Don't depend on me : autonomy and dependence in an Aboriginal community in North Queensland

Finlayson, Julie Dianne (1991). Don't depend on me : autonomy and dependence in an Aboriginal community in North Queensland PhD Thesis, School of Archaeology and Prehistory, The Australian National University.

Attached Files (Some files may be inaccessible until you login with your UQ eSpace credentials)
Name Description MIMEType Size Downloads
Read with bookreader  Finlayson_thesis.pdf Full text application/pdf 3.78MB 140
Author Finlayson, Julie Dianne
Thesis Title Don't depend on me : autonomy and dependence in an Aboriginal community in North Queensland
School, Centre or Institute School of Archaeology and Prehistory
Institution The Australian National University
Publication date 1991-06
Thesis type PhD Thesis
Open Access Status File (Publisher version)
Total pages 304
Language eng
Abstract/Summary This thesis examines the interplay between autonomy and dependence in domestic relations in a north Queensland urban Aboriginal community. Autonomy and dependence are mutually related principles of sociality which structure not only gender roles in Aboriginal domestic life, but also the relationships Aboriginal people establish with Europeans. This thesis offers a different view of the nature of households and the dynamics of gender relations in Aboriginal households from the prevailing emphasis on matrifocality as a dominant form in contemporary Aboriginal domestic life. Although matrifocality may be a feature of certain of the mundane dynamics of households, the model fundamentally misrepresents power relationships. In this thesis Aboriginal domestic relations and household organisation are approached through an appreciation of the historical circumstances which have influenced gender roles within the Aboriginal family. The contemporary Aboriginal family, it is argued, is more complex in its internal dynamics than was previously thought and cannot be understood without considering both the relationship between Aboriginal people and the State, and the specific cultural patterns of household life. Today the majority of Kuranda Aboriginal households depend on welfare income with little opportunity for wage labour. Women appear to be materially advantaged by welfare benefits and to have a potential for consolidating this advantage through their prominence in domestic life. But in practice Aboriginal men dominate domestic relations and succeed in monopolising the material resources of others, particularly those resources belonging to women. Cultural ideals about gender roles in domestic life cast women as nurturers who look after children and men, as their dependents. Through these ideals men legitimate their relationships with women and lay claim to women’s goods and services. In the same cultural process women themselves expect to look after and provide for others. Autonomy in such relationships emerges as the ability to appropriate and command the resources of another, but paradoxically this is achieved often through a position of dependence. Consequently, a woman with many resources is constantly under pressure from claims by dependent men to relinquish her resources. Thus she loses any capacity for, or means to control the accumulation of goods and services. The same principles structure wider Aboriginal social relations. Aboriginal people in Kuranda often became dependents of Europeans in a boss-dependent relationship where the primary aim of the relationship from the Aboriginal point of view, is access to the goods and services of their boss. In the domestic sphere the Aboriginal boss is usually a woman who must care for her dependents. Similarly, Aboriginal people structure their relationships with Europeans by seeking a European boss, who is also like to be female, as an extension of the same principle of dependency and autonomy. Aboriginal people develop gender relationships of this kind within their own community and they work successfully, but the same relationships with Europeans, even within the same sex, lack a mutual understanding of the basis and expectations of the arrangement. Subsequent cultural misunderstandings ultimately marginalise, not maximise, the knowledge and involvement of Aboriginal people with the wider society.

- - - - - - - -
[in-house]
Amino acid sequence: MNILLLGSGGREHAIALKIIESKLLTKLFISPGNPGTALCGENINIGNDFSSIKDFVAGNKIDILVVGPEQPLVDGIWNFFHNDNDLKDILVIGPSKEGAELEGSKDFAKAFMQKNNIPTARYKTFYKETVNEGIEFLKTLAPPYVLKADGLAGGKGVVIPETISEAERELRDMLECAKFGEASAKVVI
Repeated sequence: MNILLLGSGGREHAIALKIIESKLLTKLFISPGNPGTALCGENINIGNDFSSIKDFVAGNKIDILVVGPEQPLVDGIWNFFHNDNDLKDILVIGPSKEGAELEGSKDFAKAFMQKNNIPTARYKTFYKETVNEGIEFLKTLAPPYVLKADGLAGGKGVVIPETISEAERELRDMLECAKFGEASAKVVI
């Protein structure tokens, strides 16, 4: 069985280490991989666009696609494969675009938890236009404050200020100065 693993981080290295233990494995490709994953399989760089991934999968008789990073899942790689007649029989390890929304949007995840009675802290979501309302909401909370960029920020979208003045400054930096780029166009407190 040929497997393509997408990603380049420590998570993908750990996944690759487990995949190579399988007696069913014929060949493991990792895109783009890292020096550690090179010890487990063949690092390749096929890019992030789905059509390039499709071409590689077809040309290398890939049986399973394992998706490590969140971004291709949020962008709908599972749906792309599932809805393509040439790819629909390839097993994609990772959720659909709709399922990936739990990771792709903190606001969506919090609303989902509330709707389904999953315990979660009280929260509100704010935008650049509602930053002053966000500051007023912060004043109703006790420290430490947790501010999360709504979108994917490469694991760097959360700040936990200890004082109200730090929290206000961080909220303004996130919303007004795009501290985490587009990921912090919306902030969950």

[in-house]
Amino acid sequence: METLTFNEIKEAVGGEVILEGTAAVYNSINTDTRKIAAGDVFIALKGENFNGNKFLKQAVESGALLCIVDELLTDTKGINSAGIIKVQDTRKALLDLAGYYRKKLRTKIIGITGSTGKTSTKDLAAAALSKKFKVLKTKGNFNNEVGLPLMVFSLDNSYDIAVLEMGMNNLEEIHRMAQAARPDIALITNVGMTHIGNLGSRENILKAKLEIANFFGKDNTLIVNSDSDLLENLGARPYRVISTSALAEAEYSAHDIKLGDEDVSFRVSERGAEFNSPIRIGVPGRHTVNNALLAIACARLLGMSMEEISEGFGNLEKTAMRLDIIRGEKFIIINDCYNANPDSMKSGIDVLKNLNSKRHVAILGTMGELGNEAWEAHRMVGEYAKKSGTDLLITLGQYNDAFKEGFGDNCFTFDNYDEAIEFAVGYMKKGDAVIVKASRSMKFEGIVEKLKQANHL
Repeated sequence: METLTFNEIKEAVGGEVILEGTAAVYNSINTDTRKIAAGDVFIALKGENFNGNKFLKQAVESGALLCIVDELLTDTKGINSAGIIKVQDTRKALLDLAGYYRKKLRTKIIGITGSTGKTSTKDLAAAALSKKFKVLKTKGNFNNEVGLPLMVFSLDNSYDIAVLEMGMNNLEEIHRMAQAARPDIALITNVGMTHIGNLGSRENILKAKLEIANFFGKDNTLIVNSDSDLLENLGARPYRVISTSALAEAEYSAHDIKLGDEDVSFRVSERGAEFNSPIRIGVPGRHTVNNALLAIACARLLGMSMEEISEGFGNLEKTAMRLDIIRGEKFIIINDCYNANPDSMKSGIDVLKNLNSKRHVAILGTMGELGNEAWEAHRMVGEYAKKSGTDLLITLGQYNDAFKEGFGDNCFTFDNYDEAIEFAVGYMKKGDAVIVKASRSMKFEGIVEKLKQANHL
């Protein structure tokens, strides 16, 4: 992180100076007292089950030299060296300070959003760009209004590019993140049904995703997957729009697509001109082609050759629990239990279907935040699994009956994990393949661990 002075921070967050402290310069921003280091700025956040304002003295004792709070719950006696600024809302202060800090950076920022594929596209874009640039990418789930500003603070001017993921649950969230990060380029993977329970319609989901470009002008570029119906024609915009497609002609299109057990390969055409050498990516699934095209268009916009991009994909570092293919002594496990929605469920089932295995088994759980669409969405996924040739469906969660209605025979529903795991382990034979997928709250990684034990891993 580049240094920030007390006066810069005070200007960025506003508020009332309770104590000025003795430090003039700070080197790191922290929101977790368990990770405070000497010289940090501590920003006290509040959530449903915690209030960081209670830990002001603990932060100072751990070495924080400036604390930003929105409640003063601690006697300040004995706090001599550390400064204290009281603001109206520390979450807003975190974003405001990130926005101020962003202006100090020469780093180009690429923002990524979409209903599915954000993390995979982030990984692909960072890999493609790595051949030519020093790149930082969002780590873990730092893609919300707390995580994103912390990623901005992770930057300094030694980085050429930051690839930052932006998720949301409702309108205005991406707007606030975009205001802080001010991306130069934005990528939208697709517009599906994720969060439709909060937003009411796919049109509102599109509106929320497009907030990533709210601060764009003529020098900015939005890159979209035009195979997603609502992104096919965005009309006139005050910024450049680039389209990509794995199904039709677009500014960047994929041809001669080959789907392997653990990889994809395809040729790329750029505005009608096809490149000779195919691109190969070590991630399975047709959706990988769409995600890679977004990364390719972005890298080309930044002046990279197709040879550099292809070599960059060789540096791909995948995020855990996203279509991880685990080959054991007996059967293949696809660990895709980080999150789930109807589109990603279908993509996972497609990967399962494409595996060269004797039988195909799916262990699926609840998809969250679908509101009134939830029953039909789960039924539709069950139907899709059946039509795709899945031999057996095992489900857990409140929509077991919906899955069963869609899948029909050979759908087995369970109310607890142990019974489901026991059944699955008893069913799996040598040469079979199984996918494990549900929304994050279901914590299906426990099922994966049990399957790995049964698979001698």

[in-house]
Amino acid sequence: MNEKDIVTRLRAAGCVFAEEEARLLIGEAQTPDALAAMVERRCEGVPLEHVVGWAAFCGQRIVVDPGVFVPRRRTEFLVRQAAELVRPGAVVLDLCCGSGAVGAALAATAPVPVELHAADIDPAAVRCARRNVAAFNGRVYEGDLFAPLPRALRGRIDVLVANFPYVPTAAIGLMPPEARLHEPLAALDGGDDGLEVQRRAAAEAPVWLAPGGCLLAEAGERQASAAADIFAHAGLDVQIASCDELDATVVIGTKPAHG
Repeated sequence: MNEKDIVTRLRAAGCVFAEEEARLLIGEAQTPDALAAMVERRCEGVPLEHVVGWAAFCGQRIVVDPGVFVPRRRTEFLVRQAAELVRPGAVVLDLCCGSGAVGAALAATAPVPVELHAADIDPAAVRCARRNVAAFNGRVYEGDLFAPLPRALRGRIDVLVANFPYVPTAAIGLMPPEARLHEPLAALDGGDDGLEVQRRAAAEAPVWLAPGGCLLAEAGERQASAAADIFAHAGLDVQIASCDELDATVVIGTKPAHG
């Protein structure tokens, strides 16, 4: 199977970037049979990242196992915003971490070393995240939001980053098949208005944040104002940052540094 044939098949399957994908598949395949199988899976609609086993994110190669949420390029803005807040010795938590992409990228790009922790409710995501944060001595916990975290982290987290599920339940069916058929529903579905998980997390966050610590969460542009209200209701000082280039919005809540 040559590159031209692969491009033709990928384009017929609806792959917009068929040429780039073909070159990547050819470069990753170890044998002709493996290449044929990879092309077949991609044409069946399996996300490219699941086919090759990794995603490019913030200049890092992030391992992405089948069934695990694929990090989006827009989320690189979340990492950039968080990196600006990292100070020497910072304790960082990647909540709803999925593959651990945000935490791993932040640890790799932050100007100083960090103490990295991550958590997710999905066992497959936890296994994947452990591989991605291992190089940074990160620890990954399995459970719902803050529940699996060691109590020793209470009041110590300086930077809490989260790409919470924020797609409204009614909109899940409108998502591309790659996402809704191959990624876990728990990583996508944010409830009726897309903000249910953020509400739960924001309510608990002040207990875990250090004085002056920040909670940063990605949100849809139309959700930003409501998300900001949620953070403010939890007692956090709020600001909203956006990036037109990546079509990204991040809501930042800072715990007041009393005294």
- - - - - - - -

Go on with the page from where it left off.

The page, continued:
Keyword Welfare-based households
Indigenous families
Gender roles
Welfare economies
Kuranda mission
Mona Mona mission

Document type: Thesis
Collections: Queensland Past Online (QPO)
Non-UQ Theses
Version Filter Type
Citation counts: Google Scholar Search Google Scholar
Created: Wed, 18 Jan 2012, 15:45:47 EST by Andrew Heath on behalf of Scholarly Communication and Digitisation Service